PAT SHURMUR: That was a great play call. I don't think it was wrong. We just -- we threw an interception, which we don't want to do. Why does that fall on the play caller?
Q. I'm talking about conservative versus aggressive if you have a player that showed tendencies --
PAT SHURMUR: That was a simple naked play that was off of a run play that they had defended earlier, so in that situation, you have a deep, you have an intermediate and two short throws, and it's all layered up there for you. So I thought it was a great call.
Q. In Mark's case, this is not the first time we've asked you about his interceptions. How do you fix that? How do you reduce that if he has to step in for a game, two games?
PAT SHURMUR: I think what you want to do is go out and execute the plays in the way they're designed and match that with the situation that you're presented in, and that's what you do. If you go out there with all this anxiety that 'I'm going to make a mistake,' then you won't be able to receive the snap. So you train, you train against what you're going to see, and then you go out there and you let it rip, and then you try to do what's right. Primary for a quarterback is being able to be a good decision maker, throw the ball on time and then be accurate with your throws. That's what we're always working on, and within that, you work on the fundamentals of it all the time. Every practice field that's out there working on football, that's what happens.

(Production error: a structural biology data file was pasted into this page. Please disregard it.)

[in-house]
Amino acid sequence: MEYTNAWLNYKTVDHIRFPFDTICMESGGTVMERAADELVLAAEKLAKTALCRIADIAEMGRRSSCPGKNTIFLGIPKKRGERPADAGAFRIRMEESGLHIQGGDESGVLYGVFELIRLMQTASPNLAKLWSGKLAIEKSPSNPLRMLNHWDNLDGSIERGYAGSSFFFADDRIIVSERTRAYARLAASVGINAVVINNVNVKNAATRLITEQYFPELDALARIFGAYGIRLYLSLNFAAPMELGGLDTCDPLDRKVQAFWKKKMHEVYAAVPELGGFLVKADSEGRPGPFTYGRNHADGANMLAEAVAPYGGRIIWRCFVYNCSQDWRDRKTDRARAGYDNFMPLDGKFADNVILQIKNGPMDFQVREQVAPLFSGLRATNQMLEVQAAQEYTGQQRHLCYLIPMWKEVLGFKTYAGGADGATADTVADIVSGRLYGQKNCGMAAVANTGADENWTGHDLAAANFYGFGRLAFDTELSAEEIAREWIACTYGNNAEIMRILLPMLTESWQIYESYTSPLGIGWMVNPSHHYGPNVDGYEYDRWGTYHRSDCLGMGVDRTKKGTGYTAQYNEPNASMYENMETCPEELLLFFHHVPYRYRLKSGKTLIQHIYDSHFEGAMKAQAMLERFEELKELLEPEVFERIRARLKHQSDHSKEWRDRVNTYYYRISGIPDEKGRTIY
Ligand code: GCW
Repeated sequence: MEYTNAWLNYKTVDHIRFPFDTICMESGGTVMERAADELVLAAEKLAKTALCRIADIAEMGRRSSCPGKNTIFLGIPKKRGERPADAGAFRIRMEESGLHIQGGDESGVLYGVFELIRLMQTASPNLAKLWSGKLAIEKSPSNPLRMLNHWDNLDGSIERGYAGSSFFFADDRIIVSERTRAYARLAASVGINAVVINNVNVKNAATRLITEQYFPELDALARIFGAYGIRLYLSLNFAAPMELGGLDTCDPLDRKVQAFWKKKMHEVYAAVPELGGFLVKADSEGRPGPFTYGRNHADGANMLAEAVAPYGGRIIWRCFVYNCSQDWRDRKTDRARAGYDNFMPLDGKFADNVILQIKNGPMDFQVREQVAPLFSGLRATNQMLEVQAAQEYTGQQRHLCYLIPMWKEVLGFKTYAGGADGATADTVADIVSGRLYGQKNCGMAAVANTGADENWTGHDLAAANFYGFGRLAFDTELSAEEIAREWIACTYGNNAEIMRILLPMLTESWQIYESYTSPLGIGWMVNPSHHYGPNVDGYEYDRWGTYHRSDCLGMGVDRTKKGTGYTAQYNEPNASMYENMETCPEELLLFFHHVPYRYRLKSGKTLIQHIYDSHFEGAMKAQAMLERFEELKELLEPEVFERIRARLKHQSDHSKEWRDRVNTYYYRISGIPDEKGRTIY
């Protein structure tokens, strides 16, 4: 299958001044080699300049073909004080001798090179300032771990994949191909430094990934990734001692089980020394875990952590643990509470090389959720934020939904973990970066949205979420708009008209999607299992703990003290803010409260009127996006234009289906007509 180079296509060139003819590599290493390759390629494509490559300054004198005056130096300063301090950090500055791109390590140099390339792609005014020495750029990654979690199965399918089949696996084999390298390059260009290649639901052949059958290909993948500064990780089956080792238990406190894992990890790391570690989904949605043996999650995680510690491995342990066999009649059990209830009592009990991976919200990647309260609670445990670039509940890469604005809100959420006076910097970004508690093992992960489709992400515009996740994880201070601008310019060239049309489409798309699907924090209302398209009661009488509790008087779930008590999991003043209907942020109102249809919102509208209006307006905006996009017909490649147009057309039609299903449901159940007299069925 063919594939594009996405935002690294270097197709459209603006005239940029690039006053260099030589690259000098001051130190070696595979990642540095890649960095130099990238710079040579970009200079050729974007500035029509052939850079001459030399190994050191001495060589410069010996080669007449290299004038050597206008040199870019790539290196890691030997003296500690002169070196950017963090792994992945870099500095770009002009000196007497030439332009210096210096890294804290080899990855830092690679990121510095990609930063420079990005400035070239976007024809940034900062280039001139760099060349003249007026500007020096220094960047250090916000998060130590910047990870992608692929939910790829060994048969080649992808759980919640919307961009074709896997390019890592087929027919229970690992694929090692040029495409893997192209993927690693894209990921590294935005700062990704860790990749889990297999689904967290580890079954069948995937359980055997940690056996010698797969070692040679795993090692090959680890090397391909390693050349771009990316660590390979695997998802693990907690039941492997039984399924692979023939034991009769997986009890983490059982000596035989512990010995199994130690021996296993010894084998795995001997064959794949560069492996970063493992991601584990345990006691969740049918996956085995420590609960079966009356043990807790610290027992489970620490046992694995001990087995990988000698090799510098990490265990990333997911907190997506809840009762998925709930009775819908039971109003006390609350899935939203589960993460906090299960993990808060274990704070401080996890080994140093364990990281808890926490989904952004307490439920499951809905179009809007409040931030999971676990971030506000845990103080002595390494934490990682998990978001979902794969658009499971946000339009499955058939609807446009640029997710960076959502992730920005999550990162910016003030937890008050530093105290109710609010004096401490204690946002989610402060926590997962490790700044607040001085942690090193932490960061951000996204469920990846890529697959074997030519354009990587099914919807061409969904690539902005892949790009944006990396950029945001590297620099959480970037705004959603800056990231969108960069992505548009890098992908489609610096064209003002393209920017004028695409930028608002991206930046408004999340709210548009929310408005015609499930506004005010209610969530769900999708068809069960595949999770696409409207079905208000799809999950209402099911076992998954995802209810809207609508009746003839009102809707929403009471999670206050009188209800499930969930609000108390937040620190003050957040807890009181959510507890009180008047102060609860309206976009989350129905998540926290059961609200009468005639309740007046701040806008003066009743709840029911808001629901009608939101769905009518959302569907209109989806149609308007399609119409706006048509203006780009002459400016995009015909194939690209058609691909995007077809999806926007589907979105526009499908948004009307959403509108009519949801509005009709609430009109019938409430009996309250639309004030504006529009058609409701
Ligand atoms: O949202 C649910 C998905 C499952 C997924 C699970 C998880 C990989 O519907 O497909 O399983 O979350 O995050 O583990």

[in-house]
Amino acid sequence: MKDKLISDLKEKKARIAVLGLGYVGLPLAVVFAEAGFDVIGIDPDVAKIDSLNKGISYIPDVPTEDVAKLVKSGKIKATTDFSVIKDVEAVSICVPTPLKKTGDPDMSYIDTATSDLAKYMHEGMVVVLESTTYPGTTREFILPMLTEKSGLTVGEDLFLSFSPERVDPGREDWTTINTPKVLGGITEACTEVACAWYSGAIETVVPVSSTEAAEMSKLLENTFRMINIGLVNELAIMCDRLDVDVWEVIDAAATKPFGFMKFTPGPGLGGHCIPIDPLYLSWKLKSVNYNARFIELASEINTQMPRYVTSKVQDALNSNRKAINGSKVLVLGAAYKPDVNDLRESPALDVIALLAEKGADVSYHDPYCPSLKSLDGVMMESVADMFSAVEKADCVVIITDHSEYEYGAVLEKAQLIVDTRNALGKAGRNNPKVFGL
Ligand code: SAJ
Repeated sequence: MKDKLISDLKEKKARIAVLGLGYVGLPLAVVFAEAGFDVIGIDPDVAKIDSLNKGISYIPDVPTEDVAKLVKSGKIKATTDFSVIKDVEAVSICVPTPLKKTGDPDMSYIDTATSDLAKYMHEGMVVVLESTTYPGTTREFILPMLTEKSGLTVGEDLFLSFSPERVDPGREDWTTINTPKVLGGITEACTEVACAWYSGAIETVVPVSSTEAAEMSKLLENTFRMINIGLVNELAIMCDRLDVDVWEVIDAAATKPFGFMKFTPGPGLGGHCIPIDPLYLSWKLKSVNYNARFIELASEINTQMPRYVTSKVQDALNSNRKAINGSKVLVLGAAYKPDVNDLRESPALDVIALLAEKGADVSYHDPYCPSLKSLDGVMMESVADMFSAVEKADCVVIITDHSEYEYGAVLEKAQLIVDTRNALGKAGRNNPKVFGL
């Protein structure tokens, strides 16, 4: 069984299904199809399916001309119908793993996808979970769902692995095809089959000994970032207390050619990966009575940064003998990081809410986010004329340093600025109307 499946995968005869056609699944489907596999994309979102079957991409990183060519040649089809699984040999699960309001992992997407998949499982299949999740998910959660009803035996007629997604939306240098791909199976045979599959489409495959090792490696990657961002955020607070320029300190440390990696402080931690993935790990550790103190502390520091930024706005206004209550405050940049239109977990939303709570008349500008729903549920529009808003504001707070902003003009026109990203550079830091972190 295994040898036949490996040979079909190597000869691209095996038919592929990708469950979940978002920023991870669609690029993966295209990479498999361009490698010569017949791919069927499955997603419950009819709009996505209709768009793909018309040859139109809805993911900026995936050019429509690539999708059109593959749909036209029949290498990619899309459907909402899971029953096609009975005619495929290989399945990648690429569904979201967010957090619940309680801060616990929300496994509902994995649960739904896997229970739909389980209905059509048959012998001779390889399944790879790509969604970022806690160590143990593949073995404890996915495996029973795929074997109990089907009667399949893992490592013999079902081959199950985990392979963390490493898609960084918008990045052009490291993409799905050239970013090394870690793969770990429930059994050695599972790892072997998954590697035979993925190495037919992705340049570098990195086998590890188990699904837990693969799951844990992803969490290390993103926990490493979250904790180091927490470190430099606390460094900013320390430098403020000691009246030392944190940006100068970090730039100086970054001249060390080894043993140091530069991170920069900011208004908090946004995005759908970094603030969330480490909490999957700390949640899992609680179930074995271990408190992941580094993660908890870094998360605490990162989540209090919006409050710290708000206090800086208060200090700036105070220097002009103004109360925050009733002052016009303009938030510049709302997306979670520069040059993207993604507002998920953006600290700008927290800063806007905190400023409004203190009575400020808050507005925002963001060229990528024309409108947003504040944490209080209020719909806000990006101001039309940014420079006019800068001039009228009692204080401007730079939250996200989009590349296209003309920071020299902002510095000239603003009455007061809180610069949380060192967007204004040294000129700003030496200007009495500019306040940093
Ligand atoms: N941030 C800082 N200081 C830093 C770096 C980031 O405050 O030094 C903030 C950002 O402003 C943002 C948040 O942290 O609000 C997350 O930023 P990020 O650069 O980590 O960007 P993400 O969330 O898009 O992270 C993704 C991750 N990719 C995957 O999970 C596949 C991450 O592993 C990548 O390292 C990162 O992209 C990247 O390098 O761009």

Q. Getting back to Riley for a second, it's not even that he didn't get targeted in the last game. He hasn't been targeted since the Giants game. So if he's getting open, how can he not get thrown to in over a month?
PAT SHURMUR: Well, I don't know. That's hard to say in terms of the question you're asking because we're trying to move the football. There has been times when Riley has been open. There's times when it's a pick-a-side read. There's times when it's pure progression, and maybe some of the things that you're looking at where he's getting open, the progression didn't take the quarterback there because somebody else was open. So you know, it's hard for me to say from that standpoint.
Q. It seems like four verticals was something that worked pretty well for you against the Dolphins. What was their defense doing and why do you think that worked so well?
PAT SHURMUR: Yeah, it was good. We thought it would be good going in. We called it more than a handful of times, some with drop back, some with play-action, and the way the coverage was revealing itself, you know, typically when you get single-safety coverage, the four verticals are a good concept to match against it.